The skin repositioning allowing closure of the vertical retroauricular incision is then performed (Fig. 47.3). The retroauricular key stitch A is the same as in classic face lifts, in the middle of the retroauricular sulcus at the level of the Frankfurt line. In fact, we initially pull both at the preauricular temporal level and on the retroauricular skin to determine the relationship of the upwardly displaced skin to the retro-auricular sulcus. In many cases, a resection of a few millimeters of skin seems appropriate to align with the retroauricular sulcus. This incision is lengthened anteriorly for 1 or 2 cm but must stay well behind the lobule of the ear. The retroauricular key stitch A
(Fig. 47.3) is placed, and the posterior displacement is measured. It is usually around 5 cm in primary cases. To measure precisely the displacement of the flap, we scratched the skin at two points: preauricular, below the inferior crus 1 cm above the tragus, and behind the ear, across the incision, at the level of the middle of the concha.
The aim is now first to realign the retroauricular hairline, to put the neck under tension, and to obtain a smooth and flat retroauricular area. To realign the hair one uses a d'Assump^ao clamp whose upper part is stuck to the periostium at level B of the incision. The lower flap is then pulled with moderate tension up until the hairline is realigned. One needs to excise usually a very small amount of hairless skin, 3-8 mm (Fig. 47.4).
The 3/0 absorbable stitch placed there should pick up the periostium and the scalp at the upper part (B) at the limit of the hairline, to be sure not to pull down the scalp. The lower part is grasped at the hairline limit and after tying of the knot, the hairline is restored.
This maneuver creates a discrepancy between the lower (long) and upper (short) edges of the scalp incision, like 3 cm at the upper edge and 4-6 cm at the lower edge. The suture between these edges of different lengths is easily made with the principle of "small bite-big bite." We use 3/0 Vicryl Rapide (Ethicon), but staples can be used. Sometimes a vertical fold of the scalp can be palpated below the lower edge, but it flattens out in a few weeks. One understand easily that to perform this elevation and realignment of the hairline, the retroauricular undermining of the scalp should be sufficient posteriorly and inferiorly to allow easy displacement, and that the more important is the posterior displacement, the longer should be the vertical scalp incision (from 3 to 5 cm). This hairline realignment (B) has taken care of 1.5-2 cm of the retro-auricular skin discrepancy.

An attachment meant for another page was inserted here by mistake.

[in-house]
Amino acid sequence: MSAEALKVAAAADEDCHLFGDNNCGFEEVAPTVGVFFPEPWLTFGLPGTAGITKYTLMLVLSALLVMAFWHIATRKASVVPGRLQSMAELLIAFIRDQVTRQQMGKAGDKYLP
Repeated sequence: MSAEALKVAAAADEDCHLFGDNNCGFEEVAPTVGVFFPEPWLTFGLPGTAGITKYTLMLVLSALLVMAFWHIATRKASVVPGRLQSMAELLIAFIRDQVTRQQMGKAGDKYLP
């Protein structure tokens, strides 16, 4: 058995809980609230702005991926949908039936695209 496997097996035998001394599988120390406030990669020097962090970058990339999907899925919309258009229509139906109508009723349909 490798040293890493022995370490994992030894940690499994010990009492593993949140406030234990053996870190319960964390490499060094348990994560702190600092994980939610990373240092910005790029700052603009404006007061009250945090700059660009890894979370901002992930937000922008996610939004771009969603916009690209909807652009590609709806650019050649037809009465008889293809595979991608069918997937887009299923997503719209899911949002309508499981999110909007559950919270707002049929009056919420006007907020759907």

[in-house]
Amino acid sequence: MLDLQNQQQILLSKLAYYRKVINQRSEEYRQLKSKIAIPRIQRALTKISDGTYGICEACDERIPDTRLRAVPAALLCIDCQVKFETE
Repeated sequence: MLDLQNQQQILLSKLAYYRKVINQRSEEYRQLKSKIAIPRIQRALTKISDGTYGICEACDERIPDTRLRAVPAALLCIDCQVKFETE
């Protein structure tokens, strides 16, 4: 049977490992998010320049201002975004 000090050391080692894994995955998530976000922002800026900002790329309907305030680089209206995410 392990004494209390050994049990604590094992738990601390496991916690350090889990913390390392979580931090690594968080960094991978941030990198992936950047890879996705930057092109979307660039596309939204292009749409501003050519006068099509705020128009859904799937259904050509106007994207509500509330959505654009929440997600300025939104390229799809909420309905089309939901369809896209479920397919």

The temporal elevation is then adjusted. To determine its (Fig. 47.5) position, a d'Assump^ao clamp is placed 1 cm above the tragus of the ear, pushed in to hold the deeper structures and not to displace the ear. The cheek flap is then pulled up in an upper oblique direction, with the proper tension to smooth out the
We then place a cervical drainage, like a Blake drain, introduced through the scalp at the posterior end of the undermining and placed along the neck, finishing at the anterior part of the cervical undermining (Fig. 47.6). One has then to deal with the skin discrepancy existing between points A and B. The lower skin flap is pulled up and flattened upward, and a moderate resection of 0.5-1.5 cm of skin is performed. A series of inverted knots of 4/0 resorbable stitches will allow the difference of the length between the upper and lower edges to be resorbed, even if this difference is sometimes significant with 3 cm at the upper edge and 6 cm at the lower. An intradermal suture of 4/0 resorbable Monocril finishes the retroau-ricular suture. There are a few vertical skin folds. They disappear after a few weeks.
Fig. 47.7. Temporal downward flap. Top left: Once the preauricular key stitch has been placed, spreading the temporal flap would elevate the hairline. The posterior edge is grasped and the flap is folded over a thin instrument. Top right: One sees where the hairline can descend. Bottom left: The triangle thus delineated is deepithial-ized. Bottom right: After suturing of the triangle, there is very little to excise at the upper part, because of the downward movement. (Reproduced from Marchac et al. , with kind permission of the editor of Plastic and Reconstructive Surgery)
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